Previous page Next page


The 70-200mm F2.8 Macro is a member of Tamron's top-line 'SP' series of lenses, and build quality feels pretty solid. The mount is metal and the barrel appears to be constructed of high quality metal and plastics, with perhaps a little more use of plastic than its competitors, which helps reduce the overall weight to the lightest in its class. However, examine a little closer and the construction is just a little less refined than its peers; the fit and finish isn't quite up to the highest level, particularly in the small details, so it's evident that some slight corners have been cut to reduce costs. Essentially, this is a no-frills, utilitarian design.

The lens is pretty typical in size for its class, and therefore potential upgraders should appreciate that it's significantly larger and heavier than consumer telezooms such as 70-300mm F4-5.6s. This therefore may well not be a lens you'll want to carry around all day when on a mountain-biking trip across the Andes, for example; it's also quite likely to attract the attention of over-keen security guards intent on protecting the world from the evident security threat posed by photographers with large lenses.

On the camera

This is a sizeable lens, and therefore handles best on larger enthusiast or professional cameras (here we see it mounted on Canon's EOS-1D Mark III and EOS 5D bodies). The balance of the lens is good if not quite perfect, with the zoom ring positioned just slightly too close to the body and behind the centre of gravity of the lens/body combination on all but the weightiest pro bodies. Also a distinct shift in grip is required to engage and operate the manual focus ring. Like all 70-200mm F2.8s, it's not an ideal match to the current crop of miniaturized entry-level dSLRs.


This lens features a built-in motor for autofocus on the Nikon and Canon mounts, while the Pentax and Sony variants will couple with the camera body's screw-drive system. The AF motor is unfortunately not of the ultrasonic type, but a simple DC micro motor, and is distinctly the weakest link in the package (on our Canon mount sample at least). Autofocusing on a static object is generally just fine in decent light, but in even moderately low light AF becomes decidedly slow, especially in comparison to the Canon 70-200mm F2.8 IS USM on the same body. Continuous AF performance for moving subjects is also disappointing; it's OK for relatively undemanding situations, such as distant subjects moving at a relatively constant speed, but the moment the subject starts moving randomly or at any great pace, the focus motor really struggles to keep up. This lens wouldn't therefore be my first choice for shooting sports and action work (or even simply children running around in the garden).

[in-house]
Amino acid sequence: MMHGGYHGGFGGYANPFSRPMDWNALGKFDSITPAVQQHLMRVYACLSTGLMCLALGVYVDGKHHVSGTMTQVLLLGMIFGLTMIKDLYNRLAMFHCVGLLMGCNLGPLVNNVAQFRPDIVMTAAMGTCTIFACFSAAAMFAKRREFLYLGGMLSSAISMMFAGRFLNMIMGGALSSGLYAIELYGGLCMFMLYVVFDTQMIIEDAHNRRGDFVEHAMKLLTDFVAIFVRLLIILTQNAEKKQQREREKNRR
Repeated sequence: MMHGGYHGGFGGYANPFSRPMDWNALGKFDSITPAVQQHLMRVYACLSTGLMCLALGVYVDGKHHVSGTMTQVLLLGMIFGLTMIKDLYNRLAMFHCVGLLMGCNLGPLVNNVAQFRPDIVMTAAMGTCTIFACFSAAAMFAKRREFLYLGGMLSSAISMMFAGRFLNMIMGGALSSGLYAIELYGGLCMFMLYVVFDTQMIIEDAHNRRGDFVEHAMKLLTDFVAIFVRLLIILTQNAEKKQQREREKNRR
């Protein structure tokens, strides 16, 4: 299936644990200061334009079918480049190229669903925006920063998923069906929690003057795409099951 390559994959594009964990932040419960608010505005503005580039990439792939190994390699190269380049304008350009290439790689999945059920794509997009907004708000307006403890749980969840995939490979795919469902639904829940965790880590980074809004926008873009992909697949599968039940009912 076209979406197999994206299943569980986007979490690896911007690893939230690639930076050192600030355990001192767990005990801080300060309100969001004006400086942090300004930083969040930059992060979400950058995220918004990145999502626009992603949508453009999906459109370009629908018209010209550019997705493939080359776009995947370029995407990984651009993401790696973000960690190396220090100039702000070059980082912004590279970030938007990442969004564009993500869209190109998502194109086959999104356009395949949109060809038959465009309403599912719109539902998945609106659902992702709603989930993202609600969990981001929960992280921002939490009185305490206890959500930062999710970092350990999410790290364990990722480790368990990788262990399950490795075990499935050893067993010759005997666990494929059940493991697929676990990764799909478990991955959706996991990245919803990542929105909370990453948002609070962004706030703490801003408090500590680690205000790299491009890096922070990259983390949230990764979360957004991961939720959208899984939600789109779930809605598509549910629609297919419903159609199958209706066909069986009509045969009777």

The motor is also noticeably louder than on competing lenses, so can be especially intrusive when the lens fails to lock focus first time, and starts hunting backwards and forwards through the distance range. This is a sure-fire way to disturb sensitive subjects, be they shy wildlife or guests at a wedding; and there's no focus range limiter switch to minimize hunting either. Finally autofocus consistency seems a bit hit-and-miss; we'll deal with this in more detail later in the review.

Lens body elements

The lens will be available in mounts for Canon, Sony, Nikon and Pentax DSLRs - our sample here is the Canon EF version. The Nikon and Canon versions have built-in focus motors; the Sony and Pentax versions will use the body's 'screw-drive' systems.

The filter thread is 77mm, which has become the de facto standard for professional lenses, and does not rotate on autofocusing (good for filter users).

Despite the large diameter front element, that rather protracted lens name still manages to stretch its way around fully one third of the circumference.

The petal-type HA 001 lens hood is supplied as standard, and fits to the front of the lens via a bayonet mount. It's a generous 98mm/3.9" deep, with moulded internal ribs to minimize the reflection of stray light into the lens, and reverses neatly for storage.